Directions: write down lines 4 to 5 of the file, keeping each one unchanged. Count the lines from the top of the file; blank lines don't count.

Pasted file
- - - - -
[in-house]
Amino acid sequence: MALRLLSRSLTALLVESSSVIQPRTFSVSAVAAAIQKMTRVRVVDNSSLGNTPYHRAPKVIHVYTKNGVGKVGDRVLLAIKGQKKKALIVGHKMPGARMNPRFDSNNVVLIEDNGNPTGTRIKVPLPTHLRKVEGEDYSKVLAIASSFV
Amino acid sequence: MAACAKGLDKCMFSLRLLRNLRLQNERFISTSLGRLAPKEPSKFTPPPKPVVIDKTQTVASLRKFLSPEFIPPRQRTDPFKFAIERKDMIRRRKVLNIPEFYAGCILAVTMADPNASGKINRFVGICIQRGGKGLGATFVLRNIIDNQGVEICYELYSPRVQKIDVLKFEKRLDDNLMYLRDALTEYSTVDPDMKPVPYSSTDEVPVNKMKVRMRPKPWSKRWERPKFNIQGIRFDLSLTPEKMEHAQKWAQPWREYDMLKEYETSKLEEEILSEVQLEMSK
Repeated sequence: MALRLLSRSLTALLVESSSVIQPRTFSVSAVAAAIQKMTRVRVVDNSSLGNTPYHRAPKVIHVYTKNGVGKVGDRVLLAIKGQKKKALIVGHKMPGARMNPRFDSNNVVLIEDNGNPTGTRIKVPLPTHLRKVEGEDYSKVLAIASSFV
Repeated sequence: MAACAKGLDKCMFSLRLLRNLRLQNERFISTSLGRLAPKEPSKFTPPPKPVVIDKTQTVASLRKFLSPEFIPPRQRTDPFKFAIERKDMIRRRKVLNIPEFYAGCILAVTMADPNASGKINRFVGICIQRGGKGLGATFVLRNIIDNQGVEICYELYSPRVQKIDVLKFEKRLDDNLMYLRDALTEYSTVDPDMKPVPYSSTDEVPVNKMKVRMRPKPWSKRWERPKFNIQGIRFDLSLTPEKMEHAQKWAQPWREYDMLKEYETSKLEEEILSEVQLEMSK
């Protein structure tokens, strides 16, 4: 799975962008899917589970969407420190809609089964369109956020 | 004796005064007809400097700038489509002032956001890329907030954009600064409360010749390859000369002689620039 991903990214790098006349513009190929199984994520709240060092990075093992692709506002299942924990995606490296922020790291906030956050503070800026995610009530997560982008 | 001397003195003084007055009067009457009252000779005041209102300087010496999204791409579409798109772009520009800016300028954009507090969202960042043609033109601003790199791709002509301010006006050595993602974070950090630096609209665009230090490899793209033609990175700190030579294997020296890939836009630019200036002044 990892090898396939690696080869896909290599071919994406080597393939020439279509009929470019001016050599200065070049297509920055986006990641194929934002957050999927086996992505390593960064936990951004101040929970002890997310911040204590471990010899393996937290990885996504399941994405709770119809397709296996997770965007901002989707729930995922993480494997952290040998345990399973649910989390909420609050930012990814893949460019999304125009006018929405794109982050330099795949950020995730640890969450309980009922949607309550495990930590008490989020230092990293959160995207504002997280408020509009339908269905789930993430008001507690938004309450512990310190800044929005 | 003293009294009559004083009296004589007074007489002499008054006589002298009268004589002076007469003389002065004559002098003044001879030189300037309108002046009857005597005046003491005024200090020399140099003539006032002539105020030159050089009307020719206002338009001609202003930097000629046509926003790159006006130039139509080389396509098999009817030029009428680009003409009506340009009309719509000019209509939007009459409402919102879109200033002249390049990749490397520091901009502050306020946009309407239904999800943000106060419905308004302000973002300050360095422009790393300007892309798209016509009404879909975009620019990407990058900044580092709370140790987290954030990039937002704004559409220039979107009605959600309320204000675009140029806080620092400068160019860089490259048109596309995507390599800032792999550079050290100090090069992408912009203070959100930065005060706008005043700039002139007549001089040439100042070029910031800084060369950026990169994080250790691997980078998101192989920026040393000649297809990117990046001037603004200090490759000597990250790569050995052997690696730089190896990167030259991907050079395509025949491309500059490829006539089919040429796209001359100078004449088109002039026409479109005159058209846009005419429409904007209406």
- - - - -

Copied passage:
Repeated sequence: MALRLLSRSLTALLVESSSVIQPRTFSVSAVAAAIQKMTRVRVVDNSSLGNTPYHRAPKVIHVYTKNGVGKVGDRVLLAIKGQKKKALIVGHKMPGARMNPRFDSNNVVLIEDNGNPTGTRIKVPLPTHLRKVEGEDYSKVLAIASSFV
Repeated sequence: MAACAKGLDKCMFSLRLLRNLRLQNERFISTSLGRLAPKEPSKFTPPPKPVVIDKTQTVASLRKFLSPEFIPPRQRTDPFKFAIERKDMIRRRKVLNIPEFYAGCILAVTMADPNASGKINRFVGICIQRGGKGLGATFVLRNIIDNQGVEICYELYSPRVQKIDVLKFEKRLDDNLMYLRDALTEYSTVDPDMKPVPYSSTDEVPVNKMKVRMRPKPWSKRWERPKFNIQGIRFDLSLTPEKMEHAQKWAQPWREYDMLKEYETSKLEEEILSEVQLEMSK